July Curator’s Corner
While many people think Nevada deserts are lifeless wastelands, these areas have a diverse array of wildlife uniquely adapted to such environments. Did you know that Nevada deserts are home to 3-inch-long scorpions, bats that eat scorpions, owls that nest in the ground, large hairy spiders, and rodents that rarely drink water?
Life has found a way in the Great Basin and Mojave Deserts of the Silver State. Regions made arid around 10 million years ago due to the uplift of the Sierra Nevada. When the Sierra Nevada reached their current heights, it blocked moist air masses coming off of the Pacific Ocean turning the downwind regions into their modern deserts.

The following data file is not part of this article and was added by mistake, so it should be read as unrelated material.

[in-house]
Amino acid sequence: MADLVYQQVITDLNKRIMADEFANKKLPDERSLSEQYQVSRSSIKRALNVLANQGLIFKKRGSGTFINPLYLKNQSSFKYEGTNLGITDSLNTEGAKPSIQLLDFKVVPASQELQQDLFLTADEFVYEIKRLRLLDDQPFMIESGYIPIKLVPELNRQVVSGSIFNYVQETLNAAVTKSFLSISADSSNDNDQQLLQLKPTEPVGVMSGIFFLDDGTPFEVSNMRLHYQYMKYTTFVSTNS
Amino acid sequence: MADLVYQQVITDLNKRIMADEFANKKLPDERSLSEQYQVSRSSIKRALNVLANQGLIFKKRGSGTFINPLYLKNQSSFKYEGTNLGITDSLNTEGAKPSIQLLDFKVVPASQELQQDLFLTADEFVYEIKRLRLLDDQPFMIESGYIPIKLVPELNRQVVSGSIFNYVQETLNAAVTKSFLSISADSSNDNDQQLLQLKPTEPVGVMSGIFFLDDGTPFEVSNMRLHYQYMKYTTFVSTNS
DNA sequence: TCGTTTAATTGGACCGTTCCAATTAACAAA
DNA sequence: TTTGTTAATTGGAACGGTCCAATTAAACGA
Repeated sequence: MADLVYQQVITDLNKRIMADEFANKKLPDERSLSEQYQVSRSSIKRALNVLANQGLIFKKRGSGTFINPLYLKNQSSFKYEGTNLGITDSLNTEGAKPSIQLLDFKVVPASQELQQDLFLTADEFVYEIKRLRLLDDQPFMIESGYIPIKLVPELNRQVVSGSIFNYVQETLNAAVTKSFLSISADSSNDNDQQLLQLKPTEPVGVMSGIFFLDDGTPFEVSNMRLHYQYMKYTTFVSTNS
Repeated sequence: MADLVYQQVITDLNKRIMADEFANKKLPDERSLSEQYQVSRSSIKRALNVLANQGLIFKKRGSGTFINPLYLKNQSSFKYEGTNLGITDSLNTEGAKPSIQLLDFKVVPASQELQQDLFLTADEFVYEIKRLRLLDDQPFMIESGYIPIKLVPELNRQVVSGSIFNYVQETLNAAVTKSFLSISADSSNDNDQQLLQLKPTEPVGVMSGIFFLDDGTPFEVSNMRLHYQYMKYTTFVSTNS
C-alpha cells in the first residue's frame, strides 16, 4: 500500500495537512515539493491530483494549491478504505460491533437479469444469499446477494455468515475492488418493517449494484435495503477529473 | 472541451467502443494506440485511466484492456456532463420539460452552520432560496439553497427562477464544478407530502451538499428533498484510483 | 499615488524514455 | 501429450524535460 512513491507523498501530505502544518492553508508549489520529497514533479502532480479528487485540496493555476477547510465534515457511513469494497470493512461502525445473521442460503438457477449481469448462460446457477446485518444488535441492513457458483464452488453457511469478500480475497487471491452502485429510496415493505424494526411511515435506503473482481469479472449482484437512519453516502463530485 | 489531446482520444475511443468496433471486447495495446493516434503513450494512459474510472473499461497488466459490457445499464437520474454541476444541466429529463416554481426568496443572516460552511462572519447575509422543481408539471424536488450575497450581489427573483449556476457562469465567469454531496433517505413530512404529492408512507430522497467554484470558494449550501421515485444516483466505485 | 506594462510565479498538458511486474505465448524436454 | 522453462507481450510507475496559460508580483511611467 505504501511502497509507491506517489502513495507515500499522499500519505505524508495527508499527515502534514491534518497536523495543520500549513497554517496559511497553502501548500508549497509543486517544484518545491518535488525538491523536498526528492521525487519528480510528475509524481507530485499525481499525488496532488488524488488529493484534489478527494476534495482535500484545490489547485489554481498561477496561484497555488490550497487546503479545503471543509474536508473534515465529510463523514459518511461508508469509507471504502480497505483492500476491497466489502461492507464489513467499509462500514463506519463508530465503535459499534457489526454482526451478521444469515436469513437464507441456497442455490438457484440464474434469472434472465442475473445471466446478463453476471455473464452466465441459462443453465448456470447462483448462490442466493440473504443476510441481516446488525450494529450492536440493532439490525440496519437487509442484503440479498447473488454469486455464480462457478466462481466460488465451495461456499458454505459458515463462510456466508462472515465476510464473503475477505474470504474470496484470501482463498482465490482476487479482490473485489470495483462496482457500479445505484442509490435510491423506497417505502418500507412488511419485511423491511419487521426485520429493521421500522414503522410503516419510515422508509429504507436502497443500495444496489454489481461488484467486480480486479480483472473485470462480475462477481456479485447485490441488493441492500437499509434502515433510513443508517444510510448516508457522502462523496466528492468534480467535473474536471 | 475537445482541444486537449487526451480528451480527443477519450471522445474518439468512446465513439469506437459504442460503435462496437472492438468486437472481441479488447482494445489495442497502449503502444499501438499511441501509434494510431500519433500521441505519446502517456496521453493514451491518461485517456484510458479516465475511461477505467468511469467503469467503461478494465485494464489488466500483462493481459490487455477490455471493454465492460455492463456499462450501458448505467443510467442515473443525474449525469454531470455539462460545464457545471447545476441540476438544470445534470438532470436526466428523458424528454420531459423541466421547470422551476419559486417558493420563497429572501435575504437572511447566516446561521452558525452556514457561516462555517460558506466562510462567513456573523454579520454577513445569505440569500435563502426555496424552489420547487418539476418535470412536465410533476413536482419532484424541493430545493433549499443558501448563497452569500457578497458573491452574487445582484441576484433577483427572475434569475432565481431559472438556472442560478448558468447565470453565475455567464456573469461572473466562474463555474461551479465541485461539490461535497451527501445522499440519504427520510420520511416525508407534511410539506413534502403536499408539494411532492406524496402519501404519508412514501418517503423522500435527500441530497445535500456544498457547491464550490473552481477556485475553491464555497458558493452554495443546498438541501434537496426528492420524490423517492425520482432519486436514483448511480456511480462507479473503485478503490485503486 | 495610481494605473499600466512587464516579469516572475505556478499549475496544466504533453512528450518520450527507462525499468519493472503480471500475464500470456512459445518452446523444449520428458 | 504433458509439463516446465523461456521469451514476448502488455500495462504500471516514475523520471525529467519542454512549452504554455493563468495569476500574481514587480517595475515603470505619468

To deal with this situation many animals have become nocturnal, being active at night. The cooler temperatures are less stressful on the animals and require them to utilize less water. Some animals burrow underground to avoid the heat of the surface, like our state reptile the Desert Tortoise. Some animals absorb water from the food they eat. Even seeds contain a little bit of water. When an animal gets water from the food they eat, that is called metabolic water. One of the more unique ways of dealing with the desert is the kangaroo rat. These cute little rodents have an extra long tube that runs from the kidneys to the bladder, this extra long tube allows for more surface area to recycle water already in the animal’s body.